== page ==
Prior to 1999, we certainly did have brilliant thinkers and doers in our field. To be sure, there were important in ventions, such as laser photocoagulation and vitrectomy sur gery. These inventions were usually a product of academicians who freely shared their ideas in meetings, and then practitioners in private practice adopted them. There were few venture capitalists, angel investors or patent lawyers interested in ophthalmology, let alone retina. Nevertheless, the introduction of PDT and the VEGF inhibitors may be considered monumental innovations. By the time information reached clinicians, an enormous amount of work had gone into establishing the scientific foundation and advancing treatments through randomized clinical trials of the sort required by the FDA.

This all required a huge financial investment, and risk. The investment in financial infrastructure, patent protection, marketing, etc., had already been made. A significant monetary risk had been taken and an equally significant return on investment was expected. Indeed, retina was no longer an exception, a bastion of academic inquiry, but had been em braced by corporate America, where products were investments and time was money. Inventions were now transformed into innovations.

In the last decade, there has been a shift of thinkers and doers from just a handful of major academic institutions to many institutions, and not only confined to academia, but also large private practices. In fact, the distinction has been blurred. Because time is money, most clinical trial recruitment actually occurs in large private practices. That is not to say that academic institutions are still not essential as a breeding ground for brilliant young minds. However, where those minds go to work may not only be in academia — it may be private practice, industry or even investing.

The flow of information has now changed from being purely a small arena of academics to a flow from academic laboratory-based research sponsored largely by the NEI, to early clinical trials performed mostly in private practices and funded by venture capitalists (VCs), to large companies that specialize in commercialization. Each entity has a critical and complementary role. Figure 1 illustrates the change in investment in the last decade. Obvious is a sharp in crease in R&D funding from VCs and large industry (as represented by Alcon). The fact that NEI funding has remained essentially flat for a number of years is alarming. Academic institutions and the NEI are the breeding ground for early innovation and, without adequate funding, we can expect the introduction of innovative products to slow.

Figure 1. Total R&D funds by sector: National Eye Institute (NEI), venture capital (VC) and Alcon. While Alcon is the largest dedicated ophthalmology company, and its annual R&D investment now exceeds that of the NEI, the total investment from all public companies involved in ophthalmic R&D is much larger.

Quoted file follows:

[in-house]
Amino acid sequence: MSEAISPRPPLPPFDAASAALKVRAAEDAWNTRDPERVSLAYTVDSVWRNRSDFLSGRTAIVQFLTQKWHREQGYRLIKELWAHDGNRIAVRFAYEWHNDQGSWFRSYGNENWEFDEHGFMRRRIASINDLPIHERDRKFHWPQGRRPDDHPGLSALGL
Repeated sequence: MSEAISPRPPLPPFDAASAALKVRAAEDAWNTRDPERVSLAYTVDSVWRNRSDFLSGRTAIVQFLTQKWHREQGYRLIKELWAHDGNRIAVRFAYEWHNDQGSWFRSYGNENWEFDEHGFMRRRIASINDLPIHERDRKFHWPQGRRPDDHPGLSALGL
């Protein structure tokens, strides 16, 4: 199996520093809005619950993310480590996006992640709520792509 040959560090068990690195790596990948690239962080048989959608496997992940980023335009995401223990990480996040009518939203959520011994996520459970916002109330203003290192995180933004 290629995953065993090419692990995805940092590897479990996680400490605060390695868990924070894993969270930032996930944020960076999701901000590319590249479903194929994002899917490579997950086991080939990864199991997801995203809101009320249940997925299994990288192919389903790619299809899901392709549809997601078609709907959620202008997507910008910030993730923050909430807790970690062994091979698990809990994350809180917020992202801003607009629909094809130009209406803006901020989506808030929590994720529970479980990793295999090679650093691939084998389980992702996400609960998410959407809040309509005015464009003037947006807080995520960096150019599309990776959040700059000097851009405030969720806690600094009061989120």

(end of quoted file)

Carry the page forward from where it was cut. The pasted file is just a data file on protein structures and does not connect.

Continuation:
The extent of the change in the fabric of retina and the opportunities that lie ahead was highlighted at the inaugural “Ophthalmology Innovation Summit” held in San Francisco prior to the AAO meeting last year. In fact, over 400 people from various fields attended the standing room only venue (see Figure 2). This meeting was so successful that a second such meeting is planned prior to the AAO in Chicago (

Figure 2. Delegate attendees by sector at 2009's Ophthalmology Innovation Summit in San Francisco.

So who attends these meetings? And what do they do? Malcolm Gladwell describes three different types of people necessary to create a “tipping point” — the Connec tors, the Mavens and the Salesmen. Gladwell writes, “In the end, Tipping Points are a reaffirmation of the potential for change and the power of intelligent action. Look at the world around you. It may seem like an immovable, im placable place. It is not. With the slightest push — in just the right place — it can be tipped.”

Indeed, our retina world has been tipped. The purpose of this new column is to meet the Connectors, Mavens and Salesmen in our world who have “tipped” us and now help influence and shape our field. We hope that, in the end, it will be a reaffirmation of how far we have come in the last decade and of the great future potential we have to improve the treatment of blinding retinal disorders. RP

Pravin U. Dugel, MD, is managing partner of Retinal Consultants of Arizona in Phoenix and founding member of Spectra Eye Institute in Sun City. Emmett T. Cunningham, Jr., MD, PhD, MPH, is a partner at Clarus Ventures, a sponsor of the Ophthalmology Innovation Summit; director of the uveitis service at California Pacific Medical Center; adjunct professor of ophthalmology at Stanford University; and has previously held lead ership positions at Eyetech Pharmaceuticals and Pfizer. Dr. Dugel can be reached at

Retinal Physician, Issue: September 2010